Visit the town website to add your ideas to the interactive map. Image from

MBTA calls for transit oriented multi-family housing

By Anne O’Connor
August 1, 2023

Under new requirements set for MBTA transit communities, Concord, with its two train stations, is looking at creating a zoning overlay, allowing multi-family housing in areas not currently zoned for it. Over the course of the summer and early fall, the Planning Board is actively looking for residents’ input on what the changes should look like.

A few things are non-negotiable, attendees learned during a community workshop held virtually on July 26: A minimum of 1,094 units must be allowed. Of these, 50% must be within a half-mile radius of the two stations. A total of 50 acres allowing multi-family housing of three units or more must be identified.

The zoning changes do not mean the housing must be built. The state only requires that the zoning code allows the construction. 

“It is not a production mandate,” said Jeff Davis, a senior planner with Horsley Witten Group, which is working with the town to develop a zoning framework. They are paid for by the state Executive Office of Housing and Livable Communities. 

While the number of units and placement are specific to Concord and are based on housing inventory, some requirements are statewide: By right — that is, without any special permits — a gross density of 15 units per acre is required and there can be no age restrictions and no limit on the number of bedrooms per unit.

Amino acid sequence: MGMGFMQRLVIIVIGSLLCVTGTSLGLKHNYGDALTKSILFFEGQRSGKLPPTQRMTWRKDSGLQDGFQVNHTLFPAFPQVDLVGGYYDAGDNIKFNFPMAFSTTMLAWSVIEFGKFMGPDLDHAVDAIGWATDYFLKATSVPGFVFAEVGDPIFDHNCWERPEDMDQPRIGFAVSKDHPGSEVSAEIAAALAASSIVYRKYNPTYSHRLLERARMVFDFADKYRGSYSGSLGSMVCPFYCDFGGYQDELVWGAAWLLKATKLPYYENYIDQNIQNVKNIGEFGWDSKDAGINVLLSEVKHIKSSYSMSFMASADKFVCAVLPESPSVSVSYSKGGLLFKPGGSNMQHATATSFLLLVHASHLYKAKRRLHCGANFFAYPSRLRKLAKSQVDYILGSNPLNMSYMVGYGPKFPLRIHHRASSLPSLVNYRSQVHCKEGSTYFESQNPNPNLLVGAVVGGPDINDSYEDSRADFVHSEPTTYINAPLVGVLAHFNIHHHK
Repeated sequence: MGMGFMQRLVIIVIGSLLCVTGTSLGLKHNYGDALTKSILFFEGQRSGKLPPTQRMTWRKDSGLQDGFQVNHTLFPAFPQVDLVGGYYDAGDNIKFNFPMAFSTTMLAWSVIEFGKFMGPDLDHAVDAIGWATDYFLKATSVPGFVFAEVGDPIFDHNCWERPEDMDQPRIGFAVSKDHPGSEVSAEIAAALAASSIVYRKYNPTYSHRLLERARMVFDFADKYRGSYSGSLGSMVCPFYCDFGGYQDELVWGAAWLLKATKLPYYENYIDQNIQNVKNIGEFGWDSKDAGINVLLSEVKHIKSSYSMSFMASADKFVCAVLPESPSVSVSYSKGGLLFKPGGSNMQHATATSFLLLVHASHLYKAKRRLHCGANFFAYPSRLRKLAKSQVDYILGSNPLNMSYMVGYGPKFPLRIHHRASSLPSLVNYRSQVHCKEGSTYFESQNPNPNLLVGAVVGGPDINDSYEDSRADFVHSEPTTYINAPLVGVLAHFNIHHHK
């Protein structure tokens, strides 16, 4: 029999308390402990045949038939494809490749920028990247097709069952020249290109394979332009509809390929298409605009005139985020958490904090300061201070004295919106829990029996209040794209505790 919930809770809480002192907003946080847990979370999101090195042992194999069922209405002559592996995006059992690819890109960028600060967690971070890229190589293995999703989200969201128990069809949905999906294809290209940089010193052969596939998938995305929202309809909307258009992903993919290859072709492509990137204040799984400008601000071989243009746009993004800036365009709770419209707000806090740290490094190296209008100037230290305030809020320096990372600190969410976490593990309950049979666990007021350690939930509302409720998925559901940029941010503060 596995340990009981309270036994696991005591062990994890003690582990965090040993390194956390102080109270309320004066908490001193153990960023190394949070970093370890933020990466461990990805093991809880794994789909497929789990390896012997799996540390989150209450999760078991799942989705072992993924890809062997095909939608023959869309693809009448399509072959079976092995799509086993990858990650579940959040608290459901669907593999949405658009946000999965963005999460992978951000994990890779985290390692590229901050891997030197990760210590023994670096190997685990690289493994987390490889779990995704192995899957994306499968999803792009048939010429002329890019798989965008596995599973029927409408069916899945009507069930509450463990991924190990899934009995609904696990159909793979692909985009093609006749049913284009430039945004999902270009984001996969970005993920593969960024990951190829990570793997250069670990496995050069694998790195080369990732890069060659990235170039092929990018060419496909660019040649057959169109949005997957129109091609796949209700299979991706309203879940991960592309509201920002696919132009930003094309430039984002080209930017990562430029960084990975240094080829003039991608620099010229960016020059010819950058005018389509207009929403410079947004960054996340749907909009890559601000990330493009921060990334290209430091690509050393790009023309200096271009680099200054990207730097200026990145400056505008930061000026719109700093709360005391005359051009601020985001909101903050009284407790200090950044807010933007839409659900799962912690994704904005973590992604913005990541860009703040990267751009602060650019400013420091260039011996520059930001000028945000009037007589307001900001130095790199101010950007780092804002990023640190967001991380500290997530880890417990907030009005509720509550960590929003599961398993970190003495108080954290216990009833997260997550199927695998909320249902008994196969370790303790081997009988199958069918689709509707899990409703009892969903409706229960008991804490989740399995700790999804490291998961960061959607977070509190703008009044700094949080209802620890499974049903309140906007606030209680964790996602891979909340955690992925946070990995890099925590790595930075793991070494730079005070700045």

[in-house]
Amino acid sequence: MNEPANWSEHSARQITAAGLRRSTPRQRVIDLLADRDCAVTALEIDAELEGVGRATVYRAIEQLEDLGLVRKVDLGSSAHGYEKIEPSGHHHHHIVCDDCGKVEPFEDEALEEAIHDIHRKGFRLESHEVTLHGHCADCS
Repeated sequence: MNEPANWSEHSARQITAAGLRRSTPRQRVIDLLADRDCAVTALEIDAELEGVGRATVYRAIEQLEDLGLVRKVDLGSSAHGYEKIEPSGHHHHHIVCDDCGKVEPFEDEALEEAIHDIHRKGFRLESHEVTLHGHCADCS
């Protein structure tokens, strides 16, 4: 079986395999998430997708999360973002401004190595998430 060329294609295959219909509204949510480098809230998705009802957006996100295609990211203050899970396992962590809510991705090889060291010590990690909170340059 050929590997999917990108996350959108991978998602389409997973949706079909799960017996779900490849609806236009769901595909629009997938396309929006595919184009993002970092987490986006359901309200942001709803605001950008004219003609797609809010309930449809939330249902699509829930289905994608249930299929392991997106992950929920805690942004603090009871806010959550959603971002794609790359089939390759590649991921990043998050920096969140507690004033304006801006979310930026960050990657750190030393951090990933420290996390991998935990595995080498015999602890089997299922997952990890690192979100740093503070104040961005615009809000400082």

The town is allowed to set height restrictions, but cannot require any commercial use or affordable units. However, by using incentives such as allowing for additional floors, the town may get a developer to agree to include commercial space or affordable units, Davis said.

Horsley Witten presented a map, available on the town website, where residents can see the transit areas, existing and proposed multi-family areas, and land excluded by the state. If an area of excluded land is owned by the town, the town can choose to include it in the zoning overlay.

Map viewers can “drop a pin” and leave comments about places they feel would be good for multi-family developments.

On July 26, the main meeting broke out into groups of five or six people who discussed concerns and priorities before returning to the main room. 

Commonalities emerged. Most felt the housing should be allowed in both West Concord and Concord Center. Keeping a village feeling, where folks can walk to shopping and schools, was seen as desirable.

Creating multi-family housing for people further from the stations could present other challenges, as there is no in-town public transit to get there. Commuters would need to drive to the station.

Residents can be part of the planning by completing a survey on the town website, using the map linked to the website to suggest places where multi-family housing would work and by attending workshops on August 23 and September 20 or during more informal sessions to be held August 1, 10-11 a.m. at Haute Coffee; August 7,  9-10 a.m. at Verrill Farm; August 17, 1-2 p.m. at Nashoba Brook Bakery; and virtually on August 23, 12-1 p.m. Link available on town website.